Re:What glasses are those? (1)

nacturation (646836) | more than 4 years ago | (#28796677)

Would not four pairs of sunglasses achieve the same effect? In essence, the radiation emanating from the sun during an eclipse is no different than during regular daylight, and if sunglasses are effective for normal use then using a sufficient number of pairs (of sufficiently dark glasses) should be equally effective during an eclipse.

Re:What glasses are those? (1)

CastrTroy (595695) | more than 4 years ago | (#28798349)

Even most $5 sunglasses say they block 100% of UV rays. So I don't see why a single pair of sunglasses wouldn't suffice. If they truly do block 100%, then what is getting through that is hurting my eyes?

Re:What glasses are those? (1)

bigg_nate (769185) | more than 4 years ago | (#28799201)

I think both visible and infrared light can hurt your eyes in these kinds of intensities. But also, I'm guessing "100%" doesn't literally mean 100%, like how "no trans fat" just means less than half a gram per serving.

Re:What glasses are those? (0)

Anonymous Coward | more than 4 years ago | (#28800483)

Visible spectrum light is perfectly capable of damaging your eyes.

Re:What glasses are those? (1)

nacturation (646836) | more than 4 years ago | (#28802859)

Well, most lasers don't emit radiation in the UV spectrum, so according to your theory those shouldn't hurt your eyes either! In reality, the energy from sufficiently strong radiation in spectra other than UV can damage your eyes.

Re:What glasses are those? (0)

Anonymous Coward | more than 4 years ago | (#28800093)

I agree with that!
Todd DiRoberto
http://www.emediawire.com/releases/americansatellite/todddiroberto/emw2401714.htm

Re:What glasses are those? (3, Informative)

Anonymous Coward | more than 4 years ago | (#28795167)

Actually, during totality, looking at the sun (or rather, the moon and the solar corona) completely unfiltered is a Not Bad If You Know What You're Doing Idea. But you're supposed to look away as soon as totality ends, and it's easier to recommend nobody looks at all than to try educating people on the difference between total, partial, and annular eclipses, and the different stages of a total eclipse.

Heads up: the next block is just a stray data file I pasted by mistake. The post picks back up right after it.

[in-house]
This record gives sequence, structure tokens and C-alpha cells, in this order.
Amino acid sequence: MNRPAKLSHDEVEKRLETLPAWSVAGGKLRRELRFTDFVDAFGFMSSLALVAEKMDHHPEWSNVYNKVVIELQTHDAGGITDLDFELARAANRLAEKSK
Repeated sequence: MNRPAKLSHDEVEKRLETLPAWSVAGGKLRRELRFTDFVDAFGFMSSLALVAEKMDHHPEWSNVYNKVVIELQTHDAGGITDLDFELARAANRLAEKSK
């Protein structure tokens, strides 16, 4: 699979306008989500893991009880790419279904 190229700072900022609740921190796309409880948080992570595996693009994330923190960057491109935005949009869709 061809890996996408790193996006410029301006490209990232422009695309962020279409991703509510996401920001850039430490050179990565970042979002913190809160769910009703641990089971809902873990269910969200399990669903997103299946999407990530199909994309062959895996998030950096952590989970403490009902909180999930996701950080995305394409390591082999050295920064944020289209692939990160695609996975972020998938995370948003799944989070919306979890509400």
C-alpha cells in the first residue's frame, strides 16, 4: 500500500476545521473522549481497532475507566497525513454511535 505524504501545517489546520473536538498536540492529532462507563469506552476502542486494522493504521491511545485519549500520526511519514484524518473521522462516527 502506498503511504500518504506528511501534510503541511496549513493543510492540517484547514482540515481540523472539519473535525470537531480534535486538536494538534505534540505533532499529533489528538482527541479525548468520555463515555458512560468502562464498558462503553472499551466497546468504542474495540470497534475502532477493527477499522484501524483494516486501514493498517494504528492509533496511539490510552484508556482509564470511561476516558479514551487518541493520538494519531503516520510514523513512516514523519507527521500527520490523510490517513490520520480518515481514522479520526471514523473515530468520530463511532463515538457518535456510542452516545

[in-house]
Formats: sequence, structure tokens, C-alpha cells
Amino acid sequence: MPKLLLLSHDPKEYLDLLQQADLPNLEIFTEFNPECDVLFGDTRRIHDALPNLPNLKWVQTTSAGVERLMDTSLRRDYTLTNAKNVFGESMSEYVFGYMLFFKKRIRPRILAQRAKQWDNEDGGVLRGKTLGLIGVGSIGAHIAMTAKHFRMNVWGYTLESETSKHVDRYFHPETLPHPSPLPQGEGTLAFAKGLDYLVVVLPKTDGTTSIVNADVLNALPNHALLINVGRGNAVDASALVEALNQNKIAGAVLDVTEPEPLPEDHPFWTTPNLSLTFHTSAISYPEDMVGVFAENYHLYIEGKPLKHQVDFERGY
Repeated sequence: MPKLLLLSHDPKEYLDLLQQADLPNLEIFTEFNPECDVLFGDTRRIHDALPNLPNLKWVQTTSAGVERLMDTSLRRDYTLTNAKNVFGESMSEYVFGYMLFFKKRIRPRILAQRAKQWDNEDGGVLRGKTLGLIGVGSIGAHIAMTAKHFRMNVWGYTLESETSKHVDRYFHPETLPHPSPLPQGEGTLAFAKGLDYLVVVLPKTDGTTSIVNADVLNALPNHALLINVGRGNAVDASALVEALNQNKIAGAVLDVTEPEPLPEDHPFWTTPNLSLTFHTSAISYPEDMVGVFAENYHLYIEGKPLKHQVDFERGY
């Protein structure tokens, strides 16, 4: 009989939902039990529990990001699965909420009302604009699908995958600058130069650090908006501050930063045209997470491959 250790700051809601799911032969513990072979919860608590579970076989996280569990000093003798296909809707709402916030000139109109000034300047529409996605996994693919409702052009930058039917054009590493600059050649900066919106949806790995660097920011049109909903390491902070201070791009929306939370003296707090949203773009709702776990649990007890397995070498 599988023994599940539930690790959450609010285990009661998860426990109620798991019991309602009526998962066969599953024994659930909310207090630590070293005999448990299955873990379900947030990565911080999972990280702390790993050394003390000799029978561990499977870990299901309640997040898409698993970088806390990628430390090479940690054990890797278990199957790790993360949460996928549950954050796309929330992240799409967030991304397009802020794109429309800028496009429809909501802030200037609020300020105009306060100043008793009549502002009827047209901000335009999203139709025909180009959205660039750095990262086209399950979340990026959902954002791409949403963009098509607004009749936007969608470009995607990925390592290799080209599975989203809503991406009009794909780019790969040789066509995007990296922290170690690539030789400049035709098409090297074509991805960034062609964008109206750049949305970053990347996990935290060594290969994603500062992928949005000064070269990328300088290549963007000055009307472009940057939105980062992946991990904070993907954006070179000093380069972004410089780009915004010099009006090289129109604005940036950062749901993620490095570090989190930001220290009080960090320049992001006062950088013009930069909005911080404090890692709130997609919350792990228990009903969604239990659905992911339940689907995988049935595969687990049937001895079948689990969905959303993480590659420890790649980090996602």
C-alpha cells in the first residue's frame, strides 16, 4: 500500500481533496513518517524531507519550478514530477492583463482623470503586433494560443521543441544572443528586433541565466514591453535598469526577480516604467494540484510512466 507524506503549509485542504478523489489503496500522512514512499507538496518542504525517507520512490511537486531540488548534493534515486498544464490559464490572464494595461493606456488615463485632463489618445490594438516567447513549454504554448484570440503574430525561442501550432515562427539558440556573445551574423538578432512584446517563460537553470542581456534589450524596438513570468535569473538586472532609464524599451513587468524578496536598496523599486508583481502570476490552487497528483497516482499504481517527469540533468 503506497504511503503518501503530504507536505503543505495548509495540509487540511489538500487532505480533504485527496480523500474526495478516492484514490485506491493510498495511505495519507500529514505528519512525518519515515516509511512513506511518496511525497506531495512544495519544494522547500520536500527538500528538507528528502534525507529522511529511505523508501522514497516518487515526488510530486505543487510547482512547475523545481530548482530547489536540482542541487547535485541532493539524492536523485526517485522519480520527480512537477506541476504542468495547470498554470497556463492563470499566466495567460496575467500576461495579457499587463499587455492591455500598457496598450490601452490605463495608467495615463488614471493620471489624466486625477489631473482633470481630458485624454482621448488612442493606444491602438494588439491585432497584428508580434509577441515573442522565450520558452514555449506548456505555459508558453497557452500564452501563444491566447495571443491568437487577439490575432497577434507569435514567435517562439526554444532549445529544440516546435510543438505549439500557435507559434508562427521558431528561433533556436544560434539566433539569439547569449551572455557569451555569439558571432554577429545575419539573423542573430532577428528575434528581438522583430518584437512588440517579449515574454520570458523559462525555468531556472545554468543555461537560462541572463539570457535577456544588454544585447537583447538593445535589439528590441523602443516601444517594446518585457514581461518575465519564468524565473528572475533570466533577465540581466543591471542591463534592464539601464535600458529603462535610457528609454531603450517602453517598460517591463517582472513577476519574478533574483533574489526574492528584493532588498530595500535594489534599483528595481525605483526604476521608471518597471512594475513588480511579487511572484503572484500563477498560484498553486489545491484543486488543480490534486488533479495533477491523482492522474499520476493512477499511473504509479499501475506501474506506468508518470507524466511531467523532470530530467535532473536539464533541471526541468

And since the introduction of arc welding, suitable thin films have been used in lenses for welding helmets. It's my understanding that these are frequently peddled in disposable holders for viewing solar eclipses.

Re:What glasses are those? (1)

TheBusiness (1604221) | more than 4 years ago | (#28795691)

A possible theory / Haiku for the situation..... Will look anyway Cannot produce when blinded Government stepped in

Re:What glasses are those? (1)

bigg_nate (769185) | more than 4 years ago | (#28798037)

Those glasses are *very* dark. They let through something like 10^-6 of the light, making it safe to look directly at the sun through them. Other than the sun, all you see is black.

They're only useful during the partial phase of the eclipse. During totality, they're not necessary, and in fact you won't be able to see anything with them on.

Re:What glasses are those? (1)

HTH NE1 (675604) | more than 4 years ago | (#28799965)

I thought looking at the sun at any time was a Really Bad Idea (tm) and during an eclipse was supposedly an Even Worse Really Bad Idea.

But... that's where the fun is!

The Asia? (0)

Anonymous Coward | more than 4 years ago | (#28795033)

Is that somewhere in the vicinity of The Iraq?

Aye, look what ye've doon NOW... (1)

kale77in (703316) | more than 4 years ago | (#28795519)